Ambleside competes with Keswick as a centre for outdoors and walking shops, and contains a mix of massive stores and small independent shops. If you can't find a particular piece of walking gear in Ambleside or Keswick it probably doesn't exist! Ambleside also contains a good selection of other shops, including an excellent kitchen-ware shop, and a good bookshop. Hayes Garden Centre can be found just to the south of the town centre, on the road towards Windermere. Sadly the main roads provide the only routes between Ambleside and the lake shore, with the main A 591 probably offering slightly the better route.
If Windermere owes its prosperity to the railway, Ambleside's came with the ferry terminal at Waterhead, which opened in 1845. This was followed by the Gothic St. Mary's Church of 1854 (designed by George Gilbert Scott), the market hall of 1863, and by rows of nineteenth century guest houses (now familiar as they line the route of the traffic jam). St. Mary's Church contains a mural painted by Gordon Ransome in 1944 (a student at the Royal College of Art, evacuated to Ambleside during the Second World War) depicted the ancient Rush-bearing Ceremony, which takes place in the church on the first Saturday in July every year.
Ambleside is quite well situated as a walking base. Wansfell overlooks the town to the east, while two ridges lead north from the town, along the sides of Scandale, one leading to Red Screes, the other all the way to Fairfield. To the west the complex rocky summit of Loughrigg Fell makes up for its lack of height. A shorter walk from the north eastern corner of the town centre leads to the waterfall of Stockghyll Force.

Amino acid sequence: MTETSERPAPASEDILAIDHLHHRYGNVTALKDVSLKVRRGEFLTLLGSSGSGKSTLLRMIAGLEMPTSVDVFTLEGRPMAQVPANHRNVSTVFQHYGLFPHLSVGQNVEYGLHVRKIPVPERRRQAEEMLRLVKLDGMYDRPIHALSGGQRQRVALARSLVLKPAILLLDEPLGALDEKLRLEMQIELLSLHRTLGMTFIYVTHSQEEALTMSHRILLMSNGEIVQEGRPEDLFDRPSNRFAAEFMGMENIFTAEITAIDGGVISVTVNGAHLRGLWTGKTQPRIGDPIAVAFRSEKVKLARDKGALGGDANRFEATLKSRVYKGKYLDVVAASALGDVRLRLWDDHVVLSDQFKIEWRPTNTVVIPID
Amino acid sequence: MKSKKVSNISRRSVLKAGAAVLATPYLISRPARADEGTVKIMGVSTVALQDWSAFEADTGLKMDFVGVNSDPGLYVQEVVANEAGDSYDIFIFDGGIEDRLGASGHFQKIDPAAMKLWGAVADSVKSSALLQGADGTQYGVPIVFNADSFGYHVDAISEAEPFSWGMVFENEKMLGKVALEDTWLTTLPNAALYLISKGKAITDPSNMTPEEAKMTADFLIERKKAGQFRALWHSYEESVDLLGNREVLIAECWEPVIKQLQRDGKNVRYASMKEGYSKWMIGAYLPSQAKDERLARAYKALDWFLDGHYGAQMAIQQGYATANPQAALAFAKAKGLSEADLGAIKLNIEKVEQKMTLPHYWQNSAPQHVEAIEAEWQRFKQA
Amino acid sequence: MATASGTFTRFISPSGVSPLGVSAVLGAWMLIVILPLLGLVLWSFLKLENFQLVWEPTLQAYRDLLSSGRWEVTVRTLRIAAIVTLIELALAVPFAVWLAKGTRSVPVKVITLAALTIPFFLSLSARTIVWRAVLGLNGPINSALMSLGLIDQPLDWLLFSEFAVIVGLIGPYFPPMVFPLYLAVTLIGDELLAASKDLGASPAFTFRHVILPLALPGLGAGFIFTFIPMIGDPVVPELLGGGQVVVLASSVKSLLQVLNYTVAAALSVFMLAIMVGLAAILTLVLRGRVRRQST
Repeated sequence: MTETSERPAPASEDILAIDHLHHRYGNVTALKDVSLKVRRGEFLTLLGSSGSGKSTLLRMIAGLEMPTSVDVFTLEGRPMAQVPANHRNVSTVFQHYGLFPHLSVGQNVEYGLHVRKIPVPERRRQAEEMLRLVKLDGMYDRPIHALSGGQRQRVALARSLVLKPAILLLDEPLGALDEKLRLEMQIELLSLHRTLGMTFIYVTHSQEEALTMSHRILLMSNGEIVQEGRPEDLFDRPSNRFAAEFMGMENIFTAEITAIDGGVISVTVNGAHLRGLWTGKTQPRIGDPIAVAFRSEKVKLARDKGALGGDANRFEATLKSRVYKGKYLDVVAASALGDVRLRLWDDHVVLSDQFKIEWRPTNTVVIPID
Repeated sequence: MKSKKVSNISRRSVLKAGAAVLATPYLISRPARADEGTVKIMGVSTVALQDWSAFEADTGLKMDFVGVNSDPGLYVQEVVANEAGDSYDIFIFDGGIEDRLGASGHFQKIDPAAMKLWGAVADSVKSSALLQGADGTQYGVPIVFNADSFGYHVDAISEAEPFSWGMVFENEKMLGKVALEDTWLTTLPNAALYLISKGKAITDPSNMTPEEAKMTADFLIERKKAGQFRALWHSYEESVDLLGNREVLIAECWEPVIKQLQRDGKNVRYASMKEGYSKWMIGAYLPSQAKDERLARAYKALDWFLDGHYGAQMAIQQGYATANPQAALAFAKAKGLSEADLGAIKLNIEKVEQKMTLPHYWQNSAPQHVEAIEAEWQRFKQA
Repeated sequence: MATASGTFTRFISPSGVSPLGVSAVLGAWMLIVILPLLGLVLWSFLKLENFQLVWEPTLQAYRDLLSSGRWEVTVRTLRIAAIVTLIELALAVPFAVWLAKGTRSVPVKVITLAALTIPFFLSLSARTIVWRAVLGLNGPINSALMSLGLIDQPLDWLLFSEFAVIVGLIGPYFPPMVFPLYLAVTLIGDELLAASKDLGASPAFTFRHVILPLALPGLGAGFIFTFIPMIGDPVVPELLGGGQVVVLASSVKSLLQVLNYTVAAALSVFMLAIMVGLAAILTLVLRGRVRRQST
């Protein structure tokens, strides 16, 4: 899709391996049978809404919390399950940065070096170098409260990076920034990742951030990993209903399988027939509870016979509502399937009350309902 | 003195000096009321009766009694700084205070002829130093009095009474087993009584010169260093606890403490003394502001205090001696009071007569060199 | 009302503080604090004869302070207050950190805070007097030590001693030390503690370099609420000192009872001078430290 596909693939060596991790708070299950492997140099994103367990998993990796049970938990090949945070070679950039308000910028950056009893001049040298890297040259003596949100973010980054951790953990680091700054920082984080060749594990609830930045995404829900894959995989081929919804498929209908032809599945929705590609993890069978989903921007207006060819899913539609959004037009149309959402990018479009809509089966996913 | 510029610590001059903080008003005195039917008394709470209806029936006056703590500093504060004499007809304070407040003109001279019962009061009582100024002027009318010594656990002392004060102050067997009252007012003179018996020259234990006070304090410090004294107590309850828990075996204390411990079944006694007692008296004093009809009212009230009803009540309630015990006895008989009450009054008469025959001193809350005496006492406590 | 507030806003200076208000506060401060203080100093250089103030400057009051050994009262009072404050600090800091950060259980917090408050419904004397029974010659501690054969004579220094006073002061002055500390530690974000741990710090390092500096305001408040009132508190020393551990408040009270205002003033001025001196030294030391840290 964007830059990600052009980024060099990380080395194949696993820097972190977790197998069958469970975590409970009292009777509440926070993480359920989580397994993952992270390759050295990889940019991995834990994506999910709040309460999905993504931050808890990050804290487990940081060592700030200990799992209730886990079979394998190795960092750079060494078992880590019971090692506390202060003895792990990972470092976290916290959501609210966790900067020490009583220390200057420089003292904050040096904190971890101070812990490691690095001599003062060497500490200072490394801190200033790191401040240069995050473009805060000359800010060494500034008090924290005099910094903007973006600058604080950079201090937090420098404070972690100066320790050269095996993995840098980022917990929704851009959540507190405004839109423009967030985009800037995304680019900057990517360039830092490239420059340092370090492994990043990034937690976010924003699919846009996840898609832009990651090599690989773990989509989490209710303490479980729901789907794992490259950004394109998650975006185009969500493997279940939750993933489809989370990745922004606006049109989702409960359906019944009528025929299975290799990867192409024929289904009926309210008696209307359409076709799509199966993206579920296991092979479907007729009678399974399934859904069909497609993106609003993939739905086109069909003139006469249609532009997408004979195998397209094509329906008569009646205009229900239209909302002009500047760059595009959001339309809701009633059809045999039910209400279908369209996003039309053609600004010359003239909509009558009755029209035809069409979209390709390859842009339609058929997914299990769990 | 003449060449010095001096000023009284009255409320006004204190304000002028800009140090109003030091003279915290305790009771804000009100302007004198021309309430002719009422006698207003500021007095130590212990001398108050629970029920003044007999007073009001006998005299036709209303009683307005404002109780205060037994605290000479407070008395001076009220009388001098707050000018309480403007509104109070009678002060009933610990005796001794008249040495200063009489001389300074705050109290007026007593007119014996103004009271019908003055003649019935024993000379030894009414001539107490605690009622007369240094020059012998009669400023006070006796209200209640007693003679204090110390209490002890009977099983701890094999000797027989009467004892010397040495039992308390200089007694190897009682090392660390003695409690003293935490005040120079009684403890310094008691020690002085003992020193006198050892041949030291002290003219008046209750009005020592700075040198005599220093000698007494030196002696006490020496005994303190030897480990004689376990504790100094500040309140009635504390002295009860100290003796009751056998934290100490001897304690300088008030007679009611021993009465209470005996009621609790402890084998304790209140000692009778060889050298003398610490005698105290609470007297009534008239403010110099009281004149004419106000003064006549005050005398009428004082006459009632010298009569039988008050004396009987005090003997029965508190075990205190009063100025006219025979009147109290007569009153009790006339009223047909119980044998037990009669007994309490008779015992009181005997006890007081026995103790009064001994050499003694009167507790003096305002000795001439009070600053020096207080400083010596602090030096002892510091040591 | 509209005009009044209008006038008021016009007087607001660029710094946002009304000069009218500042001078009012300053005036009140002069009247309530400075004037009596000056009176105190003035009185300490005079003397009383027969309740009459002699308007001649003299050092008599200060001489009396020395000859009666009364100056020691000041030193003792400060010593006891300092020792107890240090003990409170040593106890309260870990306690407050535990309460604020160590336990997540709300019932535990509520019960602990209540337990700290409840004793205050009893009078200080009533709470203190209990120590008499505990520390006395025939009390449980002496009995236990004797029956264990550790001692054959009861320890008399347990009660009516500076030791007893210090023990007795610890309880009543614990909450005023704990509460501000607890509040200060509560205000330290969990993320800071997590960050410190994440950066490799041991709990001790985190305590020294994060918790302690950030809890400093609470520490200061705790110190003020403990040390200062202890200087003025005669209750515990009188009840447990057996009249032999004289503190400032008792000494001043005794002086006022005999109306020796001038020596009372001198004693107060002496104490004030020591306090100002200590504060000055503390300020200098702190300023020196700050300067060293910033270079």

Ambleside is notorious for its traffic jam, for it sits at the centre of the Lake District's road network, where the road west to Coniston and the Langdales joins the main route between the northern and southern lakes. As a result the centre of Ambleside is now surrounded by a one-way system, while any journey through the town at busy times can be very slow (for some reason the road north always seems to be the worst affected). The town no longer suffers from the lack of parking of earlier years.
One of the most famous buildings in Ambleside is Bridge House, which can be found straddling a brook (Stock Ghyll) just outside the main town-centre car park. This tiny two storey house was built as a summerhouse for the now-demolished Ambleside Hall, and is now a National Trust information centre.
Close to Waterhead are the remains of the Roman fort of Galava, which was once at the eastern end of the Roman road across the fells to Ravenglass (passing the fort at Hardknott on the way).
The Armitt Museum contains a good collection of material relating to Beatrux Potter.